These social media platforms are designed to activate and elicit a dopamine response and therefore get us hooked on them – even when in many cases we don’t get the positive pleasure reinforcement.23

Dopamine is known for the many roles it plays in our bodies and in our minds, but has received attention for its role as a “feel-good hormone” and in regulating mood.24

The brain releases dopamine during pleasurable activities such as eating or having sex (or using certain drugs).

But beyond pleasure and mood, dopamine levels can affect a person’s attention, motivation, and movement. Obviously, these are essential brain functions. We need motivation to make breakfast, to plan out the day, to accomplish tasks. With an adequate supply of dopamine in specific brain regions, we can tackle difficult tasks.2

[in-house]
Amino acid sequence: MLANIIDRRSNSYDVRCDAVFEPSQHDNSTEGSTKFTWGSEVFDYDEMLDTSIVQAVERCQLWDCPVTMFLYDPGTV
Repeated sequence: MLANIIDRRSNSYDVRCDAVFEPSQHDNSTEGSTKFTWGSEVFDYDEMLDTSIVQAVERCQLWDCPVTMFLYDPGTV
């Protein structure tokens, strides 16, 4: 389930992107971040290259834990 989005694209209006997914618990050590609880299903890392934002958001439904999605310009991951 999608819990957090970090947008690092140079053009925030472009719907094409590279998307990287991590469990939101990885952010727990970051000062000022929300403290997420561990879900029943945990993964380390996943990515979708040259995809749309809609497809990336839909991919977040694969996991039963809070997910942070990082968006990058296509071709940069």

The flip side is that low dopamine levels in brain reward regions are associated with depression, lack of motivation and pleasure (the latter is known as anhedonia), and the symptoms of drug withdrawal.25 These are also symptoms of normal aging in some people.

What is more, loss of dopamine function has been shown to play a major role in the development of some neurodegenerative diseases.26

Dangers of MAO-B Overactivity

Studies in rodents and humans have shown that MAO-B activity increases in the brain in older age.5,27-29

One study that mapped MAO-B activity in humans found an increase in most brain structures starting at age 50 to 60.29

Another study also documented increased MAO-B activity in older humans.28 This study found that its activity was higher in people with dementia than in non-impaired individuals of the same age.